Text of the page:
These should ensure that all parties are protected and contain clear and comprehensive terms and conditions. Ask your prospective agent if a legal firm has endorsed the quality of the lease contract.

  • Financial management

You want an agency that processes payments speedily and accurately. Ask whether you’ll have complete transactional control on their system and whether it complies with regulations. Do they take care of all monthly payments (utility bills, rates etc.) on your behalf? How do they deal with non-payment of rentals?

  • Inspections and maintenance

How will these be handled? Who do they have on call to see to maintenance operations?

  • Insurance against defaulting tenants

Does the agency offer this? They should. Just Property’s RENTSECURE insurance product, priced at 3.5% of the monthly rental, offers three months’ cover in the event of non-payment, one months’ cover for absconding tenants and up to R50 000 cover for legal fees related to tenant evictions.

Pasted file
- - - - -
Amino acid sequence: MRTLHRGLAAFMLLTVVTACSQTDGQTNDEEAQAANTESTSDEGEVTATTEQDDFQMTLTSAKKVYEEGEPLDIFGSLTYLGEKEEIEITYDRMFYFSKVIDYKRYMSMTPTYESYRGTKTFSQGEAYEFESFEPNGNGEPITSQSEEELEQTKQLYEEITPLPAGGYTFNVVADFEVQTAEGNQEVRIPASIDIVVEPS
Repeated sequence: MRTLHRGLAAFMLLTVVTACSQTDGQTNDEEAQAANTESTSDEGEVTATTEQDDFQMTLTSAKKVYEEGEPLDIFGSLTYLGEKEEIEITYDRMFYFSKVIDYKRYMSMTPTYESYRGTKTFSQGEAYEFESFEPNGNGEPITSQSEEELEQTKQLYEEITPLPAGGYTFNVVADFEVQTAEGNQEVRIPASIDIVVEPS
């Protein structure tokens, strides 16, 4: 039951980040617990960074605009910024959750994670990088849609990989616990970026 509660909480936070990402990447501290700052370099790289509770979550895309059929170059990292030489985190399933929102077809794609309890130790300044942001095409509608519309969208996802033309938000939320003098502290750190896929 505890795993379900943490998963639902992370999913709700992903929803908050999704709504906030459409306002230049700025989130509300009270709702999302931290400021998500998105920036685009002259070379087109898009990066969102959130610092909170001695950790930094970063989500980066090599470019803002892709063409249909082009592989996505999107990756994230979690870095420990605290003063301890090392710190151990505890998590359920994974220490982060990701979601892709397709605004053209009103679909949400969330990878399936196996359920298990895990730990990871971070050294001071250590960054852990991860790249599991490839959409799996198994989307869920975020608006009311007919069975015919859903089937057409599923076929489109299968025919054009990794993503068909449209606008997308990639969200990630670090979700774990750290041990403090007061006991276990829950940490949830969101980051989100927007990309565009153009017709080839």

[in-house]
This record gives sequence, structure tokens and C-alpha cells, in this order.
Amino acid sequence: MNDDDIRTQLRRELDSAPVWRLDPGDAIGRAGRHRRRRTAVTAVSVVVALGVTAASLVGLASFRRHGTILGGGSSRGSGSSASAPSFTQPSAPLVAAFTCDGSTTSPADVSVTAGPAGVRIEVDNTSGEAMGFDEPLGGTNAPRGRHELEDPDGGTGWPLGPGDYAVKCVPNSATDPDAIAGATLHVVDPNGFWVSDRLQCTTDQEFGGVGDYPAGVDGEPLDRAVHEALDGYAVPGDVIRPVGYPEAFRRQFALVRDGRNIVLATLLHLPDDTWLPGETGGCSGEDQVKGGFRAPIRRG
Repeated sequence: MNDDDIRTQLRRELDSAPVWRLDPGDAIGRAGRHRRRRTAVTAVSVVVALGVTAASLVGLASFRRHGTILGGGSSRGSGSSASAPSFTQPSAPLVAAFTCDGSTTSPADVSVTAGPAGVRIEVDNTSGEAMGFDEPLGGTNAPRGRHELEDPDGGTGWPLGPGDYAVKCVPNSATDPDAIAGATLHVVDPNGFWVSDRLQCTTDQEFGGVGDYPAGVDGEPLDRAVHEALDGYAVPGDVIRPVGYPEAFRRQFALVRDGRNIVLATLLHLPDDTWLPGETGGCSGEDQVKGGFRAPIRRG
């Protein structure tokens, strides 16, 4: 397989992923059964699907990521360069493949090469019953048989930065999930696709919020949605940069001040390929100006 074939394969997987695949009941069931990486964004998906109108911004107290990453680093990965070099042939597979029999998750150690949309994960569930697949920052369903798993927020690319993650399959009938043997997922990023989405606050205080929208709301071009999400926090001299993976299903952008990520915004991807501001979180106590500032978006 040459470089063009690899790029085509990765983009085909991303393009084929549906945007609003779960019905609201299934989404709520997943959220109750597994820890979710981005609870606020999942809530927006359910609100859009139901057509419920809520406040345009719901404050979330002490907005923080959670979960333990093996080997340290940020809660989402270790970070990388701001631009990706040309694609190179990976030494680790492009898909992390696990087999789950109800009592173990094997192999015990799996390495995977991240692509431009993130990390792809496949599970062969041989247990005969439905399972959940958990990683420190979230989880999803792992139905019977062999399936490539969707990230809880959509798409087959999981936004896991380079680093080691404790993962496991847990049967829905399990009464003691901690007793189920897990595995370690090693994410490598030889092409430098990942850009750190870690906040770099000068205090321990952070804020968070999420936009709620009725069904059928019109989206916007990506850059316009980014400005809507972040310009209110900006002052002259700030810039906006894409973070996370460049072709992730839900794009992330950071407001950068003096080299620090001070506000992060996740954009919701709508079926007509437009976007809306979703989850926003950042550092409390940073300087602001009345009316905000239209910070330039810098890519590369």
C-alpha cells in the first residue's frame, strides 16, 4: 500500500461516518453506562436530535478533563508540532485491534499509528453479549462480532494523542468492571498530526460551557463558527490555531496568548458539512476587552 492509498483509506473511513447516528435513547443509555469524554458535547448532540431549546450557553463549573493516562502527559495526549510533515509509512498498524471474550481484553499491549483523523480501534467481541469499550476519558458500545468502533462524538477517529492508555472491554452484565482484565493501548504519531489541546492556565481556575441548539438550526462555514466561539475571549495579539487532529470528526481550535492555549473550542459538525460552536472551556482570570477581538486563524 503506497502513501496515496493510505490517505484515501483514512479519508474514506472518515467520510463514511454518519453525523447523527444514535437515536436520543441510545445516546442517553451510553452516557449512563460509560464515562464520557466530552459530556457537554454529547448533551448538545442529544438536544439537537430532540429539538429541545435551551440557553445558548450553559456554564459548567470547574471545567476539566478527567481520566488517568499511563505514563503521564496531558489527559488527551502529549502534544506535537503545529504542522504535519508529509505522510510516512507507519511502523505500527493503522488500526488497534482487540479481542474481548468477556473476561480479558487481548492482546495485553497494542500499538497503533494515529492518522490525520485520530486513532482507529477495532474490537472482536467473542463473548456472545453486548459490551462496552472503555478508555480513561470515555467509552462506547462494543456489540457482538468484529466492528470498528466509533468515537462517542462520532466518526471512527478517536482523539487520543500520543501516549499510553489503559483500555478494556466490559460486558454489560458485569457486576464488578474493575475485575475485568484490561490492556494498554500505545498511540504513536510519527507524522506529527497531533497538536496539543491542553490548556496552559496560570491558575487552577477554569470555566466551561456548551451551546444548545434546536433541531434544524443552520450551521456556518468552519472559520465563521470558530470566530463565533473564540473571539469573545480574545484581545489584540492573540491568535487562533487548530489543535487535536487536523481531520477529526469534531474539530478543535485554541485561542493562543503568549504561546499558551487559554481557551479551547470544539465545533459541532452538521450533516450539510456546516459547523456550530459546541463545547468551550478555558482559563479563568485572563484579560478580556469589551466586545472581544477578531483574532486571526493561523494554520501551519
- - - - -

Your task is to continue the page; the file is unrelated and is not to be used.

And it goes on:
• Communication

When you’re far away, you want the assurance of excellent communication, but you also don’t want to be bombarded by spam. Ask what reports can be provided on request, says Stevens. “This will tell you a lot. They should generate activity reports, entry and exit inspection reports and interim inspection reports if required.

“It is important that you cover this ground before you appoint a managing agency,” Stevens warns.

“You will be paying for this service and you need to be sure you are getting value for money and the peace of mind that your property is being looked after while you are away. With a strong rental agent in place, you can enjoy your new adventure overseas in the knowledge that your home is earning its keep and will be ready for you when you return – which we hope you will.” 

Article courtesy of Lexis Digest and property24